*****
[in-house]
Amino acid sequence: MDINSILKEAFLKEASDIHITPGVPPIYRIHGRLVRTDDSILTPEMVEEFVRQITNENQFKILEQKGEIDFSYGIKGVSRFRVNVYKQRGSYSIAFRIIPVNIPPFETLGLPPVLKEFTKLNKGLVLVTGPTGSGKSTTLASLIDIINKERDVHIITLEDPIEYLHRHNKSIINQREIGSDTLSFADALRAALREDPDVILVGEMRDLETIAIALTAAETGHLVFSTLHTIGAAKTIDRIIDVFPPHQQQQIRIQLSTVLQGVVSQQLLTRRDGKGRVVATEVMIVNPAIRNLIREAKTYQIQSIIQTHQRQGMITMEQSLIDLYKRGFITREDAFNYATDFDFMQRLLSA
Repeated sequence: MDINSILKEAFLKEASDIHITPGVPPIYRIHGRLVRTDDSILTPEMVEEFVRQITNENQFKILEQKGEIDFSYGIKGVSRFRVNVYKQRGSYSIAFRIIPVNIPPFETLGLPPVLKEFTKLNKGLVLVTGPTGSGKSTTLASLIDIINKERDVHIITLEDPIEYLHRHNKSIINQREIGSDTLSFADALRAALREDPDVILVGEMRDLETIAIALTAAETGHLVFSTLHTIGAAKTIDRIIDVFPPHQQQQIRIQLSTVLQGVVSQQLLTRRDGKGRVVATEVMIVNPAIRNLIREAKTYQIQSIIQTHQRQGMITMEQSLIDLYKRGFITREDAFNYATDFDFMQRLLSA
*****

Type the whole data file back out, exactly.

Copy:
[in-house]
Amino acid sequence: MDINSILKEAFLKEASDIHITPGVPPIYRIHGRLVRTDDSILTPEMVEEFVRQITNENQFKILEQKGEIDFSYGIKGVSRFRVNVYKQRGSYSIAFRIIPVNIPPFETLGLPPVLKEFTKLNKGLVLVTGPTGSGKSTTLASLIDIINKERDVHIITLEDPIEYLHRHNKSIINQREIGSDTLSFADALRAALREDPDVILVGEMRDLETIAIALTAAETGHLVFSTLHTIGAAKTIDRIIDVFPPHQQQQIRIQLSTVLQGVVSQQLLTRRDGKGRVVATEVMIVNPAIRNLIREAKTYQIQSIIQTHQRQGMITMEQSLIDLYKRGFITREDAFNYATDFDFMQRLLSA
Repeated sequence: MDINSILKEAFLKEASDIHITPGVPPIYRIHGRLVRTDDSILTPEMVEEFVRQITNENQFKILEQKGEIDFSYGIKGVSRFRVNVYKQRGSYSIAFRIIPVNIPPFETLGLPPVLKEFTKLNKGLVLVTGPTGSGKSTTLASLIDIINKERDVHIITLEDPIEYLHRHNKSIINQREIGSDTLSFADALRAALREDPDVILVGEMRDLETIAIALTAAETGHLVFSTLHTIGAAKTIDRIIDVFPPHQQQQIRIQLSTVLQGVVSQQLLTRRDGKGRVVATEVMIVNPAIRNLIREAKTYQIQSIIQTHQRQGMITMEQSLIDLYKRGFITREDAFNYATDFDFMQRLLSA